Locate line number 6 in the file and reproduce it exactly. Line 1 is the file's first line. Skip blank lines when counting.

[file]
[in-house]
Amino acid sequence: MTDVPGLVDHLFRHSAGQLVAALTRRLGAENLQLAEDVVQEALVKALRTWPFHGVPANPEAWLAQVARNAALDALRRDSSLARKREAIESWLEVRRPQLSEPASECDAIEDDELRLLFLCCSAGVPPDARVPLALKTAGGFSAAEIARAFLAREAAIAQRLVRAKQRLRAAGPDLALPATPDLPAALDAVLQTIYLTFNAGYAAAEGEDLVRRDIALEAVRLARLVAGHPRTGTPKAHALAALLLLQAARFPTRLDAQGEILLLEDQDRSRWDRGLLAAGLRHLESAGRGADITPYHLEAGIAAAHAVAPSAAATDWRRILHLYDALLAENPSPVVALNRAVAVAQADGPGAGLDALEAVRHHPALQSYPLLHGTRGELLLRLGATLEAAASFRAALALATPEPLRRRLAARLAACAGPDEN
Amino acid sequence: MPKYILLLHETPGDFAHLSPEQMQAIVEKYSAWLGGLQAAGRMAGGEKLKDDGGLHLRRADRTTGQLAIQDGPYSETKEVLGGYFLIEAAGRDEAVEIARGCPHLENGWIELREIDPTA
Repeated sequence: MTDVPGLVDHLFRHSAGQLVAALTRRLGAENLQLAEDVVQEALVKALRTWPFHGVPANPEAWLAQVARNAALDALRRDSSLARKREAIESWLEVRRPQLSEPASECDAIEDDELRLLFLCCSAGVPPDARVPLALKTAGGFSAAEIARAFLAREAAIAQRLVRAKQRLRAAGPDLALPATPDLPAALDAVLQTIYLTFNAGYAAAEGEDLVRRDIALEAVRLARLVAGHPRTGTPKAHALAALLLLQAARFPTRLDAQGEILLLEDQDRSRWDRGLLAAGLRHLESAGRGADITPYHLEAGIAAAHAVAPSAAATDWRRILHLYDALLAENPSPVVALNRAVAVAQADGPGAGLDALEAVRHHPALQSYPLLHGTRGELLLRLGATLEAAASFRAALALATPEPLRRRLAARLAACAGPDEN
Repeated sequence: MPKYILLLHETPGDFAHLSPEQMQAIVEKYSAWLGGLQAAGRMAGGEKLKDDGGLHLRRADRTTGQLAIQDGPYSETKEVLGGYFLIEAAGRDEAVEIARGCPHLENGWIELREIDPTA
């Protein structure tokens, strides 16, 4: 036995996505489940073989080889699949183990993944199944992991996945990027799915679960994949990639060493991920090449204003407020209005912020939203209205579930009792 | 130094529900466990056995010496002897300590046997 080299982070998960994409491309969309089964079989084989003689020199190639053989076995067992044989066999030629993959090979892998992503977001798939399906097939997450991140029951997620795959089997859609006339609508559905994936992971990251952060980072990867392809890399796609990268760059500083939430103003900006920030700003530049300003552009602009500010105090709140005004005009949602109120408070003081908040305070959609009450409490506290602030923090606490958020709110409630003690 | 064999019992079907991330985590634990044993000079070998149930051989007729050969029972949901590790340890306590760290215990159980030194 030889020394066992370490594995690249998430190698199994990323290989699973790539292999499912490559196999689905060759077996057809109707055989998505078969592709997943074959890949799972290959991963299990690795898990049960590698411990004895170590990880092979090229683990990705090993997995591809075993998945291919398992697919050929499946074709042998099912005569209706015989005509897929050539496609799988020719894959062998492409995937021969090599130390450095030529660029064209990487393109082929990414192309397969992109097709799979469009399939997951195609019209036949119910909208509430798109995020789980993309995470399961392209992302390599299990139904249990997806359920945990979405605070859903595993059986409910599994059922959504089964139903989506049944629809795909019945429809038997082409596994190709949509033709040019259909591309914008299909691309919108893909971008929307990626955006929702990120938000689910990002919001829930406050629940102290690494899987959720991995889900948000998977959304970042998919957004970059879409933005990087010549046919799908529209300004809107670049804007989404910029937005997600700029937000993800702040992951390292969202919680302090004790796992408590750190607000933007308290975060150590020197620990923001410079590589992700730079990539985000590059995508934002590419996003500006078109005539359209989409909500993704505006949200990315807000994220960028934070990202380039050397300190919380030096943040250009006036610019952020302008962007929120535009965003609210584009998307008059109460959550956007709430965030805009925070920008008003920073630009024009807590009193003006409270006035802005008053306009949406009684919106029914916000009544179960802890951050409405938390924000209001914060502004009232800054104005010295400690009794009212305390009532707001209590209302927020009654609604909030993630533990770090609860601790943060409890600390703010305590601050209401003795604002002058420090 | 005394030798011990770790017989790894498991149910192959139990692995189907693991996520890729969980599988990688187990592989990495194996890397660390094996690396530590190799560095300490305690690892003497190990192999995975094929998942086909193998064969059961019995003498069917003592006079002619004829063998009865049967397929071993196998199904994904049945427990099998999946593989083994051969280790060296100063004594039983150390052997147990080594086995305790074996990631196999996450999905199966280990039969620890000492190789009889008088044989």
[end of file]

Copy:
């Protein structure tokens, strides 16, 4: 036995996505489940073989080889699949183990993944199944992991996945990027799915679960994949990639060493991920090449204003407020209005912020939203209205579930009792 | 130094529900466990056995010496002897300590046997 080299982070998960994409491309969309089964079989084989003689020199190639053989076995067992044989066999030629993959090979892998992503977001798939399906097939997450991140029951997620795959089997859609006339609508559905994936992971990251952060980072990867392809890399796609990268760059500083939430103003900006920030700003530049300003552009602009500010105090709140005004005009949602109120408070003081908040305070959609009450409490506290602030923090606490958020709110409630003690 | 064999019992079907991330985590634990044993000079070998149930051989007729050969029972949901590790340890306590760290215990159980030194 030889020394066992370490594995690249998430190698199994990323290989699973790539292999499912490559196999689905060759077996057809109707055989998505078969592709997943074959890949799972290959991963299990690795898990049960590698411990004895170590990880092979090229683990990705090993997995591809075993998945291919398992697919050929499946074709042998099912005569209706015989005509897929050539496609799988020719894959062998492409995937021969090599130390450095030529660029064209990487393109082929990414192309397969992109097709799979469009399939997951195609019209036949119910909208509430798109995020789980993309995470399961392209992302390599299990139904249990997806359920945990979405605070859903595993059986409910599994059922959504089964139903989506049944629809795909019945429809038997082409596994190709949509033709040019259909591309914008299909691309919108893909971008929307990626955006929702990120938000689910990002919001829930406050629940102290690494899987959720991995889900948000998977959304970042998919957004970059879409933005990087010549046919799908529209300004809107670049804007989404910029937005997600700029937000993800702040992951390292969202919680302090004790796992408590750190607000933007308290975060150590020197620990923001410079590589992700730079990539985000590059995508934002590419996003500006078109005539359209989409909500993704505006949200990315807000994220960028934070990202380039050397300190919380030096943040250009006036610019952020302008962007929120535009965003609210584009998307008059109460959550956007709430965030805009925070920008008003920073630009024009807590009193003006409270006035802005008053306009949406009684919106029914916000009544179960802890951050409405938390924000209001914060502004009232800054104005010295400690009794009212305390009532707001209590209302927020009654609604909030993630533990770090609860601790943060409890600390703010305590601050209401003795604002002058420090 | 005394030798011990770790017989790894498991149910192959139990692995189907693991996520890729969980599988990688187990592989990495194996890397660390094996690396530590190799560095300490305690690892003497190990192999995975094929998942086909193998064969059961019995003498069917003592006079002619004829063998009865049967397929071993196998199904994904049945427990099998999946593989083994051969280790060296100063004594039983150390052997147990080594086995305790074996990631196999996450999905199966280990039969620890000492190789009889008088044989």